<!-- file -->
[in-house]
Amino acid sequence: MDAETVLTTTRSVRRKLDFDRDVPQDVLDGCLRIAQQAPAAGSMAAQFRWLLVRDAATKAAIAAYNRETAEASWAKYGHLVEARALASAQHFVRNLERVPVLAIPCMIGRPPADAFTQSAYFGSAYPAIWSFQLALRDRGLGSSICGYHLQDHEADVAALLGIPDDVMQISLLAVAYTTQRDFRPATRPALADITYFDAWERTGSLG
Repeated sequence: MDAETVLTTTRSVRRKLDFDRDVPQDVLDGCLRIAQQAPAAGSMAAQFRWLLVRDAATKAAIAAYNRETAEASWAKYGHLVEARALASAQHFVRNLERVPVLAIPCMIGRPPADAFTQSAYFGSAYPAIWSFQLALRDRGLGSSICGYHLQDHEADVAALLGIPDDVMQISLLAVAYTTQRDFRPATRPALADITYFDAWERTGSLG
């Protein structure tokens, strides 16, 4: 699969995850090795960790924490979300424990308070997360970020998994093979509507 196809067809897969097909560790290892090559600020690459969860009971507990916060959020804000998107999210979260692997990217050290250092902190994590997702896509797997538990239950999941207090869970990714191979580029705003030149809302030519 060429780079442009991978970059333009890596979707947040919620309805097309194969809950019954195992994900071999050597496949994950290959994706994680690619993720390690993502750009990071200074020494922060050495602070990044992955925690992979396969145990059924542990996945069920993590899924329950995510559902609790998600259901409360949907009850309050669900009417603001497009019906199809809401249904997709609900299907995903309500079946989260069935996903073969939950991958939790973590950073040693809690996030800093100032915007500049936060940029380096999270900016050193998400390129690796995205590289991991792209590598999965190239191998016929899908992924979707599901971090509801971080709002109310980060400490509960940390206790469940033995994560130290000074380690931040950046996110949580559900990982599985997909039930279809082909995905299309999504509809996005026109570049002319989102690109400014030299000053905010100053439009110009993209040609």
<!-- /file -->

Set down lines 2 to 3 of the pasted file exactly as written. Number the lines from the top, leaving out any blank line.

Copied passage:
Amino acid sequence: MDAETVLTTTRSVRRKLDFDRDVPQDVLDGCLRIAQQAPAAGSMAAQFRWLLVRDAATKAAIAAYNRETAEASWAKYGHLVEARALASAQHFVRNLERVPVLAIPCMIGRPPADAFTQSAYFGSAYPAIWSFQLALRDRGLGSSICGYHLQDHEADVAALLGIPDDVMQISLLAVAYTTQRDFRPATRPALADITYFDAWERTGSLG
Repeated sequence: MDAETVLTTTRSVRRKLDFDRDVPQDVLDGCLRIAQQAPAAGSMAAQFRWLLVRDAATKAAIAAYNRETAEASWAKYGHLVEARALASAQHFVRNLERVPVLAIPCMIGRPPADAFTQSAYFGSAYPAIWSFQLALRDRGLGSSICGYHLQDHEADVAALLGIPDDVMQISLLAVAYTTQRDFRPATRPALADITYFDAWERTGSLG